The Daphne Motif and the problem with Laurels

Everywhere in JEM (Jewish Esoteric Moralization) we encounter an “Adonis Motif.” Here the Jewish artist presents the Adonai or Jewish God as the “moral” “spiritually beautiful” sympathetic lover who obtains the desired female breeding stock. In such narratives he frequently out-competes “morally inferior,” unintelligent or insensitive Martial and Apollonian figures.

Again, that Adonis ostensibly suffers an actual death in the original Myth is understood better, narratively, as a “set back.” After all, in the Spring, like a risen Christ, he will return to be with the Aryan Venus, thereby overcoming the vain thwarting efforts of an Aryan sexual competitor. Metaphorically this death or disappearance into an underworld or tomb, especially in the Christ and Adonis myths, is suggested as an insemination or seeding of the Aryan womb. Again, this is JEM.

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That Adonis ostensibly suffers an actual death in the original Myth is understood better, narratively, as a “set back.” After all, in the Spring, like a risen Christ, he will return to be with the Aryan Venus, thereby overcoming the vain thwarting efforts of an Aryan sexual competitor. Metaphorically this death or disappearance into an underworld or tomb, especially in the Christ and Adonis myths, is suggested as an insemination or seeding of the Aryan womb. Again, this is JEM.

In Daphne we find another figure. While the figure of Daphne is not directly suggestive of a Semitic sexual victory, she is indirectly. To wit she symbolizes the failure of Aryan male sexual competitiveness. Indeed, we will find examples of clear references to Daphne, in contemporary JEM, clearly demonstrating this understanding. Frequently these references appear in names like Lauren, Laurel or Laurence.

Larry Lance appearing in the early Black Canary parables, Walter Lawson appearing in the Stan Lee developed Mar Vell parable and Larry Gopnik appearing in the Coen Brother’s film A Serious Man, are all examples where the name, a reference ultimately to Daphne, comes to identify a Jewish figure and/or allude to racial cuckoldry or racial success versus an Aryan competitor.

Of course, we might say, more simply, that any woman presented in Art or Religion, understood as denying a wealthy, aristocratic Aryan type, whether in favor of loneliness or a lower type, may be referred to as a “Daphne.” This Daphne type, to the extent she may actually be found on the planet, might be assigned the same epithet in real life.

Typically, if not always, the Art will caricature her Aryan suitor as immoral, cruel, jealous, needlessly arrogant or, alternatively, effete, a fop, a sham, idle, weak or useless. Naturally we are obligated to assure that such an Aryan type is never a significant actual phenomenon. Our effort to this end would especially be through an Art, Religion, Education and Culture that depicts and inspires the best characteristic in a noble, leading elite. To be clear, our men should be discerning, commanding, strong, generous to brothers, ever wary of outsiders, reasonable but never gullible especially to emotive appeals.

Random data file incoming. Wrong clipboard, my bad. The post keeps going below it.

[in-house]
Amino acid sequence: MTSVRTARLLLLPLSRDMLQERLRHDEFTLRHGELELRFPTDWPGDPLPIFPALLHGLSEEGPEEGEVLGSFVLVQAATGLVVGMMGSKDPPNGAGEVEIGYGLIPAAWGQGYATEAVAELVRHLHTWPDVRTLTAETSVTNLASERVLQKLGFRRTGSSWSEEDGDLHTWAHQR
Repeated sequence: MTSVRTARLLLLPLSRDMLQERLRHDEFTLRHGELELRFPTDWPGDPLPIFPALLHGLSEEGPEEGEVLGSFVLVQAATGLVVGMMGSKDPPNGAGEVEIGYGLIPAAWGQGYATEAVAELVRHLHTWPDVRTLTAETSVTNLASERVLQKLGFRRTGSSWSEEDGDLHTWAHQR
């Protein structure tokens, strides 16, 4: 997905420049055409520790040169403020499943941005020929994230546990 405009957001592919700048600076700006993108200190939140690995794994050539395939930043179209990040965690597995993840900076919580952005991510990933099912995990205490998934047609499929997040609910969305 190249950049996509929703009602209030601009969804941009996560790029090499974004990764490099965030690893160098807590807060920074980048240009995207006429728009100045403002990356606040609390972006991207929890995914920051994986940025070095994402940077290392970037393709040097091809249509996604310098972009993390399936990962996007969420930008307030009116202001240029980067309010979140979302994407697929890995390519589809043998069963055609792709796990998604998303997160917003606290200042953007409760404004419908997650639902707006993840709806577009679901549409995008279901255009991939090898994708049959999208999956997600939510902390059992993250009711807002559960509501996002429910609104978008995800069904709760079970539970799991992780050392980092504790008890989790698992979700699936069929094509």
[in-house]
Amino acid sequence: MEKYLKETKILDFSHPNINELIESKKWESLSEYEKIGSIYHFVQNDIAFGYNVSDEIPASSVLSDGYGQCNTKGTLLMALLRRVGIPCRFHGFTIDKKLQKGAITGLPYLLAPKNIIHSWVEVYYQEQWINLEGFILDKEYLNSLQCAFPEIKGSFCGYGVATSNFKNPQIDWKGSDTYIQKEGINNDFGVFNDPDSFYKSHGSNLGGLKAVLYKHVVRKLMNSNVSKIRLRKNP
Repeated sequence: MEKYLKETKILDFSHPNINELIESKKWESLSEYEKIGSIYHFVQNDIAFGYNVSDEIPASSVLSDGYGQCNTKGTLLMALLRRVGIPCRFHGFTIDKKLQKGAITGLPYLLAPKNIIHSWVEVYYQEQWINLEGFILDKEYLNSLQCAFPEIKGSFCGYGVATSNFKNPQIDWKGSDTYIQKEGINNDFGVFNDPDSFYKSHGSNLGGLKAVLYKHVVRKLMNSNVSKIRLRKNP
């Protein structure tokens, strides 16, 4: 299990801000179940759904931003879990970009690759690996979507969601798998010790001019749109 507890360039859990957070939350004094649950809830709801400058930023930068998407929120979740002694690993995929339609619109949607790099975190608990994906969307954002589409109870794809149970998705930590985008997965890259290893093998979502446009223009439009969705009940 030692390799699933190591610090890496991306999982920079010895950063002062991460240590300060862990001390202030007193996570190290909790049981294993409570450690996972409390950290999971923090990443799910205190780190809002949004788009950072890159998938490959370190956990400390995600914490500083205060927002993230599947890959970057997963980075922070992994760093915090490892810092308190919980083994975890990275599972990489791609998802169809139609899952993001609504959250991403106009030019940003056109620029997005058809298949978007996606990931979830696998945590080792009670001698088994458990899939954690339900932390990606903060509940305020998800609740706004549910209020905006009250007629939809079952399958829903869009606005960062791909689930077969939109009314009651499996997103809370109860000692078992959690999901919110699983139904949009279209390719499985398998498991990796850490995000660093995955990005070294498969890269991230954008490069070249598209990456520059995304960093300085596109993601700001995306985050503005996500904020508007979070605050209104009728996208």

The mythological Daphne is understood variously as a mortal, Naiad or Oread. [1] In all cases she might be understood as Semitic. Indeed, the tales describing her as Naiad also indicate the Semitic Terra as her mother. As the reader may know, Daphne is famous for denying the amorous advances of Apollo.

Meaningfully it is Terra whom ultimately thwarts the Aryan God by swallowing Daphne into the earth or turning her into a Laurel tree. Hence, in some sense, Terra here represents a proud Jewish mother understanding her daughter, her people, superior even to the founding and ruling nobility of her land.

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Meaningfully it is Terra whom ultimately thwarts the Aryan God by swallowing Daphne into the earth or turning her into a Laurel tree. Hence, in some sense, Terra here represents a proud Jewish mother understanding her daughter, her people, superior even to the founding and ruling nobility of her land.

That Daphne, a Naiad or even Oread, is turned into a tree, a symbol we generally associate with the Aryan, perhaps suggests a Semite assuming an Aryan posture of “rigid” sexual rectitude. She has after all gone from a river nymph or oread, more closely associate with sexual availability, to a tree. Yet because of its association with Daphne, the Laurel tree likewise is better understood as a Semitic symbol.

In both versions of the myth, the Laurel tree becomes Apollo’s compensation, with Daphne remaining inaccessible to him. Indeed, thereafter, it is recorded Laurel trees were set in the center of Apollo’s temples, as memorials to the elusive maiden. Likewise, wreaths worn upon the head comprised of Laurel leaves would become an emblem of distinction and honor from Greece on.